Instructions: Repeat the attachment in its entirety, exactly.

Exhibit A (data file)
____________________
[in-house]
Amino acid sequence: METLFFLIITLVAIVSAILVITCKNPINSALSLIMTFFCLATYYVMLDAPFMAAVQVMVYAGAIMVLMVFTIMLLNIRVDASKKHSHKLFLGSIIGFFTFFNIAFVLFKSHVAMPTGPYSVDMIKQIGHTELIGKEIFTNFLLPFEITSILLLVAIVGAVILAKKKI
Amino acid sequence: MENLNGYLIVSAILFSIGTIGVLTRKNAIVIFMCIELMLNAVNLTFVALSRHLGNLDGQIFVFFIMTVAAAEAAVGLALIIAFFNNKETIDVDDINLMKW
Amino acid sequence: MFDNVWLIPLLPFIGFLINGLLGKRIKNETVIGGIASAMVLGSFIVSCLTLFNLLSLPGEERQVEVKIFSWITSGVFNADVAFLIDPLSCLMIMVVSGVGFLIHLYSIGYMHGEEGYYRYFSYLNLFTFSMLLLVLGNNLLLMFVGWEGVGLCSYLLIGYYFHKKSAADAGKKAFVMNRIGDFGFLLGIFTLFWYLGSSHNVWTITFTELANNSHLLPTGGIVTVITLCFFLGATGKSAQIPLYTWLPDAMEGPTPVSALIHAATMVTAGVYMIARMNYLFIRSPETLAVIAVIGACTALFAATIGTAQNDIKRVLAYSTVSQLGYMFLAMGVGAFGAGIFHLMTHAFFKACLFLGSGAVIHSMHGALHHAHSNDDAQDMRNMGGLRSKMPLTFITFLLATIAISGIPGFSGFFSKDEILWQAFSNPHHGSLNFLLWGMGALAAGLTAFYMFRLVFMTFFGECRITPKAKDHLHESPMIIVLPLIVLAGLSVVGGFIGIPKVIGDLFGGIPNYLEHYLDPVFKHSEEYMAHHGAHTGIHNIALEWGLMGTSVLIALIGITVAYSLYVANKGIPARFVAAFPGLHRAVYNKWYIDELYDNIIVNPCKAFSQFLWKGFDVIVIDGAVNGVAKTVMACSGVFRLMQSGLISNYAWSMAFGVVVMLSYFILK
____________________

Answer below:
[in-house]
Amino acid sequence: METLFFLIITLVAIVSAILVITCKNPINSALSLIMTFFCLATYYVMLDAPFMAAVQVMVYAGAIMVLMVFTIMLLNIRVDASKKHSHKLFLGSIIGFFTFFNIAFVLFKSHVAMPTGPYSVDMIKQIGHTELIGKEIFTNFLLPFEITSILLLVAIVGAVILAKKKI
Amino acid sequence: MENLNGYLIVSAILFSIGTIGVLTRKNAIVIFMCIELMLNAVNLTFVALSRHLGNLDGQIFVFFIMTVAAAEAAVGLALIIAFFNNKETIDVDDINLMKW
Amino acid sequence: MFDNVWLIPLLPFIGFLINGLLGKRIKNETVIGGIASAMVLGSFIVSCLTLFNLLSLPGEERQVEVKIFSWITSGVFNADVAFLIDPLSCLMIMVVSGVGFLIHLYSIGYMHGEEGYYRYFSYLNLFTFSMLLLVLGNNLLLMFVGWEGVGLCSYLLIGYYFHKKSAADAGKKAFVMNRIGDFGFLLGIFTLFWYLGSSHNVWTITFTELANNSHLLPTGGIVTVITLCFFLGATGKSAQIPLYTWLPDAMEGPTPVSALIHAATMVTAGVYMIARMNYLFIRSPETLAVIAVIGACTALFAATIGTAQNDIKRVLAYSTVSQLGYMFLAMGVGAFGAGIFHLMTHAFFKACLFLGSGAVIHSMHGALHHAHSNDDAQDMRNMGGLRSKMPLTFITFLLATIAISGIPGFSGFFSKDEILWQAFSNPHHGSLNFLLWGMGALAAGLTAFYMFRLVFMTFFGECRITPKAKDHLHESPMIIVLPLIVLAGLSVVGGFIGIPKVIGDLFGGIPNYLEHYLDPVFKHSEEYMAHHGAHTGIHNIALEWGLMGTSVLIALIGITVAYSLYVANKGIPARFVAAFPGLHRAVYNKWYIDELYDNIIVNPCKAFSQFLWKGFDVIVIDGAVNGVAKTVMACSGVFRLMQSGLISNYAWSMAFGVVVMLSYFILK